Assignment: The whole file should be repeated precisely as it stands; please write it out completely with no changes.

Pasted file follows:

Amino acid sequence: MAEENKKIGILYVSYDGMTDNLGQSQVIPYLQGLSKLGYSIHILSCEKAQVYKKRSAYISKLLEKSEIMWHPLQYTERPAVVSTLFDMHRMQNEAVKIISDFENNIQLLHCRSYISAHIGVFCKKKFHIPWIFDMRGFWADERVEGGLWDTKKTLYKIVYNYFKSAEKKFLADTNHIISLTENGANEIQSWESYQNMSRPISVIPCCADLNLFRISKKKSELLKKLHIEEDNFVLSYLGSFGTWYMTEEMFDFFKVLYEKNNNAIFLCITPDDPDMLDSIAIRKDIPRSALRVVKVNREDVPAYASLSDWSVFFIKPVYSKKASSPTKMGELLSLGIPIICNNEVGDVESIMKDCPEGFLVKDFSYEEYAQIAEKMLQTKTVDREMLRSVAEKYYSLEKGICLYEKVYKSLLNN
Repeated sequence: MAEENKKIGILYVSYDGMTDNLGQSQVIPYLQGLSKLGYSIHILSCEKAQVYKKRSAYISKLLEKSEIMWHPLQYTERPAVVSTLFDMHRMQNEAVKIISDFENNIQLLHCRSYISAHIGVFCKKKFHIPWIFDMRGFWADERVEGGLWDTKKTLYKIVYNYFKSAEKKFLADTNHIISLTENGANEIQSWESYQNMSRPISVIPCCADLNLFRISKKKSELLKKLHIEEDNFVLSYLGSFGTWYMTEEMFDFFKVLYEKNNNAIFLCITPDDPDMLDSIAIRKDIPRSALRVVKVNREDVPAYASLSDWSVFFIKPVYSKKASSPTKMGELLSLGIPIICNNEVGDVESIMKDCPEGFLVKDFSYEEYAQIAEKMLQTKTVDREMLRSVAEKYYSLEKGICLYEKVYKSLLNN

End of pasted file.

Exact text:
Amino acid sequence: MAEENKKIGILYVSYDGMTDNLGQSQVIPYLQGLSKLGYSIHILSCEKAQVYKKRSAYISKLLEKSEIMWHPLQYTERPAVVSTLFDMHRMQNEAVKIISDFENNIQLLHCRSYISAHIGVFCKKKFHIPWIFDMRGFWADERVEGGLWDTKKTLYKIVYNYFKSAEKKFLADTNHIISLTENGANEIQSWESYQNMSRPISVIPCCADLNLFRISKKKSELLKKLHIEEDNFVLSYLGSFGTWYMTEEMFDFFKVLYEKNNNAIFLCITPDDPDMLDSIAIRKDIPRSALRVVKVNREDVPAYASLSDWSVFFIKPVYSKKASSPTKMGELLSLGIPIICNNEVGDVESIMKDCPEGFLVKDFSYEEYAQIAEKMLQTKTVDREMLRSVAEKYYSLEKGICLYEKVYKSLLNN
Repeated sequence: MAEENKKIGILYVSYDGMTDNLGQSQVIPYLQGLSKLGYSIHILSCEKAQVYKKRSAYISKLLEKSEIMWHPLQYTERPAVVSTLFDMHRMQNEAVKIISDFENNIQLLHCRSYISAHIGVFCKKKFHIPWIFDMRGFWADERVEGGLWDTKKTLYKIVYNYFKSAEKKFLADTNHIISLTENGANEIQSWESYQNMSRPISVIPCCADLNLFRISKKKSELLKKLHIEEDNFVLSYLGSFGTWYMTEEMFDFFKVLYEKNNNAIFLCITPDDPDMLDSIAIRKDIPRSALRVVKVNREDVPAYASLSDWSVFFIKPVYSKKASSPTKMGELLSLGIPIICNNEVGDVESIMKDCPEGFLVKDFSYEEYAQIAEKMLQTKTVDREMLRSVAEKYYSLEKGICLYEKVYKSLLNN